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FAQs

What are the benefits of dependency mediation?

Mediation reduces the adversarial nature of the dependency process and allows the participants to create common goals for themselves and for the good of the children involved.  It encourages the participants to develop child-specific plans that are more satisfactory and durable in the interest of the child than those that can be ordered by the Court or whether there should be termination of parental rights.  Mediation preserves the dignity and involvement of family members, creating less alienation in the court process.  Mediation allows parties to resolve their cases and achieve reunification with their children sooner than proceeding through the entire court process. 

What kinds of agreements can be reached in Dependency Mediation?

Parties can reach agreements in mediation on any issue related to the case, including whether an adjudication of dependency should be ordered by the court.  Typical areas of agreement include case plan tasks such as:

  • Counseling
  • Parenting classes
  • Mental health evaluations and therapy
  • Domestic violence evaluations and therapy
  • Drug and alcohol evaluations and therapy

How do cases enter into Dependency Mediation?

Disputes are often brought by the Department of Children and Families under Chapter 39 of the Florida Statutes although such cases can be brought by any person with knowledge of the facts alleged.   A judge orders dependency mediation.

How does Dependency Mediation get scheduled?

Dependency mediations are typically ordered to be held by the dependency judge. The judge can order the parties in a dependency case to participate in mediation at any stage of the dependency process.  The order is often made during a court hearing, and the parties are given notice of the time, date, and place for the mediation at the same time.  Otherwise, a notice of the mediation with the time, date, and place will be mailed to each party. 

Who attends Dependency Mediation?

The order from the Court for mediation specifies who is to attend the mediation.  Every case is different and it depends on each individual situation as to who will be ordered to appear.  The participants at the mediation can include:

  • The parents of the child(ren)
  • The parents’ attorney
  • The Department of Children and Families (DCF) and their attorney
  • The Guardian ad Litem  and representatives from the Guardian Ad Litem Program
  • Foster parents
  • Family members
  • Social service providers
  • Anyone who is involved in the case

 

What if I want to attend the dependency mediation and I was not court ordered to attend?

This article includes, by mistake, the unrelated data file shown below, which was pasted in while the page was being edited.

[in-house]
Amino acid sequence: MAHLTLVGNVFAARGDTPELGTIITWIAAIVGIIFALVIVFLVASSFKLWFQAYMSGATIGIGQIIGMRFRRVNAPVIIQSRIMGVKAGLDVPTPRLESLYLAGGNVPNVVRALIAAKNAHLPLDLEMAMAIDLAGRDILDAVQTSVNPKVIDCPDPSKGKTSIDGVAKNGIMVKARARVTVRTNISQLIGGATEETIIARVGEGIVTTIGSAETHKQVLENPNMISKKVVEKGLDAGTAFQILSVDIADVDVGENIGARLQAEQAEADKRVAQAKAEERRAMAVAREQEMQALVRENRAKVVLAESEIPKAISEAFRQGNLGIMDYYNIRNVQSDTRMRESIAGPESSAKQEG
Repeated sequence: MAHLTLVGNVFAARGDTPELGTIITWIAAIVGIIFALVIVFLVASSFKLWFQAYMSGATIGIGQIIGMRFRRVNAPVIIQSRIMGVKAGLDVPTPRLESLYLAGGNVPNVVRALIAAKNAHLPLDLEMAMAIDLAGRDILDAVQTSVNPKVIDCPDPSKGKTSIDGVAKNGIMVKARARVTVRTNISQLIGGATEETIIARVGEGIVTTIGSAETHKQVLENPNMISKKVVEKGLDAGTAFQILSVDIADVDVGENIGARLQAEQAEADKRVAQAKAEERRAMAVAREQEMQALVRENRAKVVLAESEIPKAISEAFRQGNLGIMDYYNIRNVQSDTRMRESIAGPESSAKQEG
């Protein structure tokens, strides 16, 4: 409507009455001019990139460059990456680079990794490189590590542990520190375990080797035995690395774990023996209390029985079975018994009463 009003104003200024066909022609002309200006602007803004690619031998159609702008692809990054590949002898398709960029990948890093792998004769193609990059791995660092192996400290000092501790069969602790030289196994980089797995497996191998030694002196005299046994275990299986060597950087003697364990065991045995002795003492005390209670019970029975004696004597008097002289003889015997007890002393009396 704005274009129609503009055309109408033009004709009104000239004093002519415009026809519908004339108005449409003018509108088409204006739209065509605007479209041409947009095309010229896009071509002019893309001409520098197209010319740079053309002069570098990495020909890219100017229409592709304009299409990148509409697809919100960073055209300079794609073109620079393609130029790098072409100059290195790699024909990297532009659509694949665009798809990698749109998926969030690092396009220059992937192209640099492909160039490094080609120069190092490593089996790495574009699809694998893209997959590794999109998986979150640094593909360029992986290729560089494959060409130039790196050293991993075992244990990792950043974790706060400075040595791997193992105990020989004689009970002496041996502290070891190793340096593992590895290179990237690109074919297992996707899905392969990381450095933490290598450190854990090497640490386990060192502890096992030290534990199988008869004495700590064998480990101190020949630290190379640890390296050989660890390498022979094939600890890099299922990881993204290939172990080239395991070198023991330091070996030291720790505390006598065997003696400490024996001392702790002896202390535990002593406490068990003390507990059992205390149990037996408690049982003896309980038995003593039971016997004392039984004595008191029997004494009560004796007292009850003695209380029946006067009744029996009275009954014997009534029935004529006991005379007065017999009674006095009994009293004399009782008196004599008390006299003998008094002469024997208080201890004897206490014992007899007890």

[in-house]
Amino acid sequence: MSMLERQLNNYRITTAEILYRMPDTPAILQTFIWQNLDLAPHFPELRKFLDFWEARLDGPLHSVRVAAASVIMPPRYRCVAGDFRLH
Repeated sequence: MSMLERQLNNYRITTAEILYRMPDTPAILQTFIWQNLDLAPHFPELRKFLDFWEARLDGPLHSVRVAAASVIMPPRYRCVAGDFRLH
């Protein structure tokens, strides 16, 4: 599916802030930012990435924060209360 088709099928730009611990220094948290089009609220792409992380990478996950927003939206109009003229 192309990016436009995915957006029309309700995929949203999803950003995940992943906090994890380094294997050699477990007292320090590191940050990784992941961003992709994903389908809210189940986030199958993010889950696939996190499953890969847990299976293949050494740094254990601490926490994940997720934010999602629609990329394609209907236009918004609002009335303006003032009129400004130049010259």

Individuals, who are not ordered by the Court to participate in mediation, may only attend the mediation if all parties agree to allow them to be present. 

What occurs during a mediation conference?

The mediator assists with the mediation process by encouraging the parties to discuss the issues in a peaceful, courteous manner.  The parties attempt to persuade, negotiate, and compromise among each other in an attempt to reach an agreement acceptable to all.  When needed, the mediator will meet with the parties alone in separate private sessions called caucuses.  Parties may take a break to consult with their attorney in private.  The mediator helps the parties on the issues involved in the case and aides them in exploring alternatives than can be offered in the settlement process.

What happens if an agreement is reached?

When an agreement is reached in mediation, a written agreement is prepared at the conclusion of the mediation session and the parties sign the agreement.  Each party is given a copy of the signed agreement, and the original agreement is sent to the court file.  The agreement is presented to the judge at the next scheduled court hearing in the case, or at a court hearing that is scheduled for this purpose, and the judge reviews the agreement.  The judge either signs an order approving the agreement and making it a court order, or else the judge has some objection to the agreement and refuses to sign the order.  In such event, the judge and the parties discuss the matter further and either amend the agreement, or else the judge may have to set a hearing date on the issues in dispute. 

What happens if an agreement is not reached?

A majority of cases settle in mediation.  However, if the parties are unable to reach an agreement in mediation, the mediator issues a report to the Court that simply states the parties mediated but did not reach an agreement.  The case then continues on in the normal manner.

Can anything I say in Mediation be used against me?

Discussions in mediation are generally to be held confidential in accordance with the Florida Statutes, and cannot be used against a party in a later court hearing.  There are certain exceptions, however for example; any new allegations of child abuse, neglect or abandonment which are not already alleged in the petition filed in a case. 

What is a Guardian Ad Litem?

The Guardian Ad Litem is a person who is assigned by the court and represents the best interest of the child in the case.